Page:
To the Editor,
As your staff works to provide important and timely information for the campus community on the topic of sexual assault, I would like to provide some feedback regarding the use and citing of research that has been conducted on campus and nationwide. In the Oct. 29 issue, three data points were reported that had been collected by the 2009 Sexual Assault Research Team Survey. These data were not properly referenced, nor was there any context provided. When sharing statistics with the community, especially those related to such a sensitive issue, it is critical that your readers have an opportunity to understand the nature of the research and that you use multiple data sources to provide accurate and balanced reporting.
I offer for consideration data that were collected using the National College Health Assessment (NCHA) in the spring of 2009. There were 385 women who completed the survey, and on questions that addressed the same three behaviors as those reported in the Oct. 29 issue, 51 women indicated that they had been sexually touched without their consent, 14 said they had experienced attempted rape and six indicated they had experienced a completed rape within the past 12 months. These data are comparable to those collected with the NCHA at similar institutions, with the exception of the sexual touching statistic, which is slightly higher on our campus (13.3 percent vs. 10.6 percent at other private, baccalaureate schools in the Northeast). These data also vary greatly from those reported in The Bucknellian.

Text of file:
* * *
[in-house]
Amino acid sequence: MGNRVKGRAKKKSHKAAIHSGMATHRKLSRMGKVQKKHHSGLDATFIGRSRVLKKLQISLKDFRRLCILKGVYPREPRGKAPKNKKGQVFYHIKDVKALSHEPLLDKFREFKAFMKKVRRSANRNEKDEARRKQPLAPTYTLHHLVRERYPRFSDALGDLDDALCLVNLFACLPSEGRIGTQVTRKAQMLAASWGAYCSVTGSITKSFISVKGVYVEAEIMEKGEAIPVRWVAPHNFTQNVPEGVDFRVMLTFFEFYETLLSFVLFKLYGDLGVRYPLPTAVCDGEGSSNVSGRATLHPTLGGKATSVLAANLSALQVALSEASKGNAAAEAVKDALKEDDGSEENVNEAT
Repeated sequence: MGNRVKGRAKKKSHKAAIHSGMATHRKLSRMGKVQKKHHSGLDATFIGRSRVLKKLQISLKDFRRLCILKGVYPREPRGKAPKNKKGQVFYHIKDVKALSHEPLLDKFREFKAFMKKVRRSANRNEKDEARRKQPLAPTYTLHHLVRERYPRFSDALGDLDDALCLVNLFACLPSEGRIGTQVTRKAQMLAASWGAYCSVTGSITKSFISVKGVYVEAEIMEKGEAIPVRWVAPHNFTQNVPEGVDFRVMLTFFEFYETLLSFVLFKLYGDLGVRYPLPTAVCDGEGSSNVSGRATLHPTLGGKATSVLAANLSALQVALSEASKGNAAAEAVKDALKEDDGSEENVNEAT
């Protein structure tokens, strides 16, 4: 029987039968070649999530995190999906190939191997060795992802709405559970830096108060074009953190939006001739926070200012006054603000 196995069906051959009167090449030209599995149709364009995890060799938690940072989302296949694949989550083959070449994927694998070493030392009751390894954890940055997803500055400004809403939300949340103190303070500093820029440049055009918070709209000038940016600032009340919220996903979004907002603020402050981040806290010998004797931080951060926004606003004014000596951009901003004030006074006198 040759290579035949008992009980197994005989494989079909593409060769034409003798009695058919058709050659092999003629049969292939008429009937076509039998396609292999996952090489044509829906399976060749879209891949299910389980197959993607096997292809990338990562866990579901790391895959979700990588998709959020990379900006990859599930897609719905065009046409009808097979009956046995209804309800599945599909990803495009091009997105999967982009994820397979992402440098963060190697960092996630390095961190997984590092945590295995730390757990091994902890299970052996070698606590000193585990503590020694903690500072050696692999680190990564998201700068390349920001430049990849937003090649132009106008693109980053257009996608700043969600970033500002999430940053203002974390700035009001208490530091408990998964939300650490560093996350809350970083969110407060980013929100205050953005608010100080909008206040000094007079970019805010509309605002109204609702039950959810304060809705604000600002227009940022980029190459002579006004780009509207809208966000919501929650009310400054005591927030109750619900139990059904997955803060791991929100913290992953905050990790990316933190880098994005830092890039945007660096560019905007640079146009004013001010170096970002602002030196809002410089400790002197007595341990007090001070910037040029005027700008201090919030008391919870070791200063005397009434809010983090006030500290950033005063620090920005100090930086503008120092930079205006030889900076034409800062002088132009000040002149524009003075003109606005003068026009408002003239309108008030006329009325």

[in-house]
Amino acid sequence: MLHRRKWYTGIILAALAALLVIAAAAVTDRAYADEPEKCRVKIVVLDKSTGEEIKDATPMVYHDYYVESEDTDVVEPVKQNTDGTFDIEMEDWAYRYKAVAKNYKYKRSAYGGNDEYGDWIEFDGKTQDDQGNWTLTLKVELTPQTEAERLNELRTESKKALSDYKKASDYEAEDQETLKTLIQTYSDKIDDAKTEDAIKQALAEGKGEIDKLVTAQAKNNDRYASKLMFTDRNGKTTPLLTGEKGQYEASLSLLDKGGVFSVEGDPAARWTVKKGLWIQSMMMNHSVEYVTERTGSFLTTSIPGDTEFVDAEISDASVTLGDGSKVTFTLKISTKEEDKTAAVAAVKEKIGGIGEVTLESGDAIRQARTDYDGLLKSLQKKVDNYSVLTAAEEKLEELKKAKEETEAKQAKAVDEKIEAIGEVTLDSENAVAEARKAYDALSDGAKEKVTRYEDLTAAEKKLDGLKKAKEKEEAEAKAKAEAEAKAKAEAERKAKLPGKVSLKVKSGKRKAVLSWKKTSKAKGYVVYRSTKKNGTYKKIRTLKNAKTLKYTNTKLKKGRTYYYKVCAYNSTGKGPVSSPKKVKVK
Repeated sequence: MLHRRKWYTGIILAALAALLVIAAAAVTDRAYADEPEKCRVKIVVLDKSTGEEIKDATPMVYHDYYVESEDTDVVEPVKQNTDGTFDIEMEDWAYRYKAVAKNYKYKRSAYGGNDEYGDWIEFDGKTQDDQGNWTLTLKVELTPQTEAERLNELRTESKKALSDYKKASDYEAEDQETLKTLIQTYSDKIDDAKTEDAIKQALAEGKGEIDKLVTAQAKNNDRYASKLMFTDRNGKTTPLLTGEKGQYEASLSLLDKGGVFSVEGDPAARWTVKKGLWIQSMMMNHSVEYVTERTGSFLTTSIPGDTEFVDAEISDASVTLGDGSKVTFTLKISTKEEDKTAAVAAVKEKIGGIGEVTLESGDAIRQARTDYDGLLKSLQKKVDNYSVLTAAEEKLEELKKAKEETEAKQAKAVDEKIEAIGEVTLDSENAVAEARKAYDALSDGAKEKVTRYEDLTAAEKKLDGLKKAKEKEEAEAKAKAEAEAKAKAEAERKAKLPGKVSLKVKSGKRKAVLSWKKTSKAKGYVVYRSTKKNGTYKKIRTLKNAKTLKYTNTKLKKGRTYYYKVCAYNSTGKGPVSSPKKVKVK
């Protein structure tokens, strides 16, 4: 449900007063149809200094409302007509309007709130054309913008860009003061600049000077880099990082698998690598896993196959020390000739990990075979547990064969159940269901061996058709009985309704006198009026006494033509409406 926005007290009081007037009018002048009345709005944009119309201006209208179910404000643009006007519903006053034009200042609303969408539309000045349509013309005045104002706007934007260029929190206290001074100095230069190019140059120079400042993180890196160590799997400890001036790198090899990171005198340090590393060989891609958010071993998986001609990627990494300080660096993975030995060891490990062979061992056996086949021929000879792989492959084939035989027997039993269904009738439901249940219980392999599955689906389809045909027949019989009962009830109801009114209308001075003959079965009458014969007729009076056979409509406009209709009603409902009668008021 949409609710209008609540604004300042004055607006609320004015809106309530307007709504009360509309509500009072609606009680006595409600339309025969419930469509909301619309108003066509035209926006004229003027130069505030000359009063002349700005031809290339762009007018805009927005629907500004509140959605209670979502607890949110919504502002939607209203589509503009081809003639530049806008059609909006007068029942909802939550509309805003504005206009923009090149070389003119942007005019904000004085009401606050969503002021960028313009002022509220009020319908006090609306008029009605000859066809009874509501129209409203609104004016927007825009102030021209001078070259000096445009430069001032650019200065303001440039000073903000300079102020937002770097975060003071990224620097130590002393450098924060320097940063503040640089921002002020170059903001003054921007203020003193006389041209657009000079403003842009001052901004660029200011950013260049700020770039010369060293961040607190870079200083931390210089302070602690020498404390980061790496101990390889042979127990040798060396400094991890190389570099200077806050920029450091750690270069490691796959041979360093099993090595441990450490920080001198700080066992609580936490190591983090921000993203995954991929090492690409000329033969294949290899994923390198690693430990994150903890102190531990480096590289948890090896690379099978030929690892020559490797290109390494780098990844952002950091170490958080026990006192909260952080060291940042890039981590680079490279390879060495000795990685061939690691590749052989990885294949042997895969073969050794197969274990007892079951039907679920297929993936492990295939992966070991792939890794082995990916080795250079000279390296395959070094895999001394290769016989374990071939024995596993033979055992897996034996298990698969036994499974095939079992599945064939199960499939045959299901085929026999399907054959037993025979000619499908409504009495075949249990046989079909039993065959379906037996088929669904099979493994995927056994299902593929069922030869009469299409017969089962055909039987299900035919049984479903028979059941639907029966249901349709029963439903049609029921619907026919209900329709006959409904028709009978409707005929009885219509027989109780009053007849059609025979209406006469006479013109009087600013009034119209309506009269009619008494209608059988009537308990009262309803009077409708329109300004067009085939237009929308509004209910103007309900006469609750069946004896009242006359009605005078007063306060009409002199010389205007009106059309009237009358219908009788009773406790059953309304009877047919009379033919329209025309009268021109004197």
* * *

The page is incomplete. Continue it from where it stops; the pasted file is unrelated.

Please know that I am in no way seeking to minimize the issue of sexual assault, the significance of the work that lies ahead or the value of important research conducted on campus by our faculty, students and staff. However, as we continue this conversation and seek greater understanding, it will be vitally important for us to continue to examine data from a variety of sources and disciplines to ensure we understand to the greatest extent possible the issues facing Bucknell. Faculty and staff have consulted regarding these two surveys and, while we do not fully understand the differences that lie between these data, it is an important reminder that no one survey answers all questions, and it underscores the importance of using multiple data sources when examining complex social issues.
For a better Bucknell,
Director of the Women’s Resource Center
Coordinator of the Advocate Program
Editor’s Note: As in any print publication, The Bucknellian is constrained by the limitations of space. The data reported from the 2009 Sexual Assault Research Team Survey were included to illustrate the issue of sexual assault on our campus alone. The full context appeared in the Sept. 10 issue of The Bucknellian, but we should clarify that the sample included 342 women and that there was a 38 percent response rate. In addition, there could have been overlap among the three categories of “Touching,” “Attempted rape” and “Completed Rape.”